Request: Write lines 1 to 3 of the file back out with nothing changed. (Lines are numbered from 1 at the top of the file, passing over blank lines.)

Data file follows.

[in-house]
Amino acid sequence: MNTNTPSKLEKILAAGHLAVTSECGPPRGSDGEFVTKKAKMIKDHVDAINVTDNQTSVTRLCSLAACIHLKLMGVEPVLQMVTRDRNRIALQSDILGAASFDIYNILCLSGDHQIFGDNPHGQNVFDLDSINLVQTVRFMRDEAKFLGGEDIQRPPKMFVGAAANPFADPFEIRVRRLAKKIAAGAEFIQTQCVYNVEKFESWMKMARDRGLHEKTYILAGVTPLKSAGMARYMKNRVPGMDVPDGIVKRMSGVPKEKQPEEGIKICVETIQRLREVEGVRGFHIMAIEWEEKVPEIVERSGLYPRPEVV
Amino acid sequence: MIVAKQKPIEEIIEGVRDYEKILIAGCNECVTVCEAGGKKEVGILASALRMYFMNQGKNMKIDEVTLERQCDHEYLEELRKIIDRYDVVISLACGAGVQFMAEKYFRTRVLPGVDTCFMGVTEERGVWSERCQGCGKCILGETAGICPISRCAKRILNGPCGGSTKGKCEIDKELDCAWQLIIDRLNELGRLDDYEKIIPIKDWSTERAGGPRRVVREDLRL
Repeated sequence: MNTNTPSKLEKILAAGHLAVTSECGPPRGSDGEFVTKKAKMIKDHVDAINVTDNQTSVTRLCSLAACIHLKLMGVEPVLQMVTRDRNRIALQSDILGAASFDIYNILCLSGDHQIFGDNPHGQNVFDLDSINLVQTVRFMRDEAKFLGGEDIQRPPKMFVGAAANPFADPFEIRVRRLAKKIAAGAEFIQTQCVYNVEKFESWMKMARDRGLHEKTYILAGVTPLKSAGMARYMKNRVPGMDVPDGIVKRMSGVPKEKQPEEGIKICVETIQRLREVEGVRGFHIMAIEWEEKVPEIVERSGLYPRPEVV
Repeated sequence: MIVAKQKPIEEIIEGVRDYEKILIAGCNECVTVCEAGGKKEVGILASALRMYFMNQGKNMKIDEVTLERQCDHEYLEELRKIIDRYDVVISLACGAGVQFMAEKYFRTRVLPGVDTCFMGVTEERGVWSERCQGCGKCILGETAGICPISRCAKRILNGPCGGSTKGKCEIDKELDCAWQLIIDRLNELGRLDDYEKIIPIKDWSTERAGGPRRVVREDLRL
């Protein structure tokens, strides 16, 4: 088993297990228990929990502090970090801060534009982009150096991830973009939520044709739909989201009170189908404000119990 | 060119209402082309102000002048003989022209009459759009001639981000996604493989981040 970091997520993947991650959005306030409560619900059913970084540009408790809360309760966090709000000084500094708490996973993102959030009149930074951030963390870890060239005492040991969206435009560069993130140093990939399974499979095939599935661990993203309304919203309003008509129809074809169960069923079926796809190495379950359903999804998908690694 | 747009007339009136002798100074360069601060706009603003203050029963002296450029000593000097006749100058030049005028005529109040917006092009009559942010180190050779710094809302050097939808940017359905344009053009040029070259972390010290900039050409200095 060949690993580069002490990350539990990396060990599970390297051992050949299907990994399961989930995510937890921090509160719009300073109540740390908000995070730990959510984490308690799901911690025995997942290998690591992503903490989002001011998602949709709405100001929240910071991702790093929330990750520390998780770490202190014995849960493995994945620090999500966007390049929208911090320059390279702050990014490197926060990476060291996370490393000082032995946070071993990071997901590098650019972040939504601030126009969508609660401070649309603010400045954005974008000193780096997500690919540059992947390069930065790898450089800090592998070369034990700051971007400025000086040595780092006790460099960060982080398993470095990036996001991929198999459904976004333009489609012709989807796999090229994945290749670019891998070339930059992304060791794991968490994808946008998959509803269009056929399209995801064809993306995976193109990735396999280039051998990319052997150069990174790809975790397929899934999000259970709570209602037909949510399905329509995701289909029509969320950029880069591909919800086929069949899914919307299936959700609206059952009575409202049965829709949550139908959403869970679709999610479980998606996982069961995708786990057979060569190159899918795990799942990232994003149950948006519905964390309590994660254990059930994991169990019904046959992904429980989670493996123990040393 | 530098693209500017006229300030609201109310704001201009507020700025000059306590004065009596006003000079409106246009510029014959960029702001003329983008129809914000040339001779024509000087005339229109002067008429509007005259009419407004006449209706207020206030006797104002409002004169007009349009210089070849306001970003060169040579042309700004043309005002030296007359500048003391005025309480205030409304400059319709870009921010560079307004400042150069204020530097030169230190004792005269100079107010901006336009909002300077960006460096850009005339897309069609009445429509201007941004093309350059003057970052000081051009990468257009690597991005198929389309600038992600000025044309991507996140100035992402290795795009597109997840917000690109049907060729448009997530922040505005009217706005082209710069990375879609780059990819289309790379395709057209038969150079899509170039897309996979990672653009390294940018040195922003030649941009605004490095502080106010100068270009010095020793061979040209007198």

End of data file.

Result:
[in-house]
Amino acid sequence: MNTNTPSKLEKILAAGHLAVTSECGPPRGSDGEFVTKKAKMIKDHVDAINVTDNQTSVTRLCSLAACIHLKLMGVEPVLQMVTRDRNRIALQSDILGAASFDIYNILCLSGDHQIFGDNPHGQNVFDLDSINLVQTVRFMRDEAKFLGGEDIQRPPKMFVGAAANPFADPFEIRVRRLAKKIAAGAEFIQTQCVYNVEKFESWMKMARDRGLHEKTYILAGVTPLKSAGMARYMKNRVPGMDVPDGIVKRMSGVPKEKQPEEGIKICVETIQRLREVEGVRGFHIMAIEWEEKVPEIVERSGLYPRPEVV
Amino acid sequence: MIVAKQKPIEEIIEGVRDYEKILIAGCNECVTVCEAGGKKEVGILASALRMYFMNQGKNMKIDEVTLERQCDHEYLEELRKIIDRYDVVISLACGAGVQFMAEKYFRTRVLPGVDTCFMGVTEERGVWSERCQGCGKCILGETAGICPISRCAKRILNGPCGGSTKGKCEIDKELDCAWQLIIDRLNELGRLDDYEKIIPIKDWSTERAGGPRRVVREDLRL